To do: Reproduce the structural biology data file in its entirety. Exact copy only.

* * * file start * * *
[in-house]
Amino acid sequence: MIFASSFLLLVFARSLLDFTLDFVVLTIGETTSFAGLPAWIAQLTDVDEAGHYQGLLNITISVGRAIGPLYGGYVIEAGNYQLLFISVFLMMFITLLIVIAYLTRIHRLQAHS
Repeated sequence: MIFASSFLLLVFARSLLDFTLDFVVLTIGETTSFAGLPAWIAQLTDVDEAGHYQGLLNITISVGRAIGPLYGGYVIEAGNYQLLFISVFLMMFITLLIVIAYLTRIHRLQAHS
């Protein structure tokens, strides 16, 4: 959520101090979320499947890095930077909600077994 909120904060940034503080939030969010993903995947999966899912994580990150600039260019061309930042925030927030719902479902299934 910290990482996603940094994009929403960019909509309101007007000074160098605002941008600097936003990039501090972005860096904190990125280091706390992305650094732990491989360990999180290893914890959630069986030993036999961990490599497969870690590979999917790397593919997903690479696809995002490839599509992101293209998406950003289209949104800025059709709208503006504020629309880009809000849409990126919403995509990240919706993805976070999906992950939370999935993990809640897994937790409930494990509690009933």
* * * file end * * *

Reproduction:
[in-house]
Amino acid sequence: MIFASSFLLLVFARSLLDFTLDFVVLTIGETTSFAGLPAWIAQLTDVDEAGHYQGLLNITISVGRAIGPLYGGYVIEAGNYQLLFISVFLMMFITLLIVIAYLTRIHRLQAHS
Repeated sequence: MIFASSFLLLVFARSLLDFTLDFVVLTIGETTSFAGLPAWIAQLTDVDEAGHYQGLLNITISVGRAIGPLYGGYVIEAGNYQLLFISVFLMMFITLLIVIAYLTRIHRLQAHS
């Protein structure tokens, strides 16, 4: 959520101090979320499947890095930077909600077994 909120904060940034503080939030969010993903995947999966899912994580990150600039260019061309930042925030927030719902479902299934 910290990482996603940094994009929403960019909509309101007007000074160098605002941008600097936003990039501090972005860096904190990125280091706390992305650094732990491989360990999180290893914890959630069986030993036999961990490599497969870690590979999917790397593919997903690479696809995002490839599509992101293209998406950003289209949104800025059709709208503006504020629309880009809000849409990126919403995509990240919706993805976070999906992950939370999935993990809640897994937790409930494990509690009933």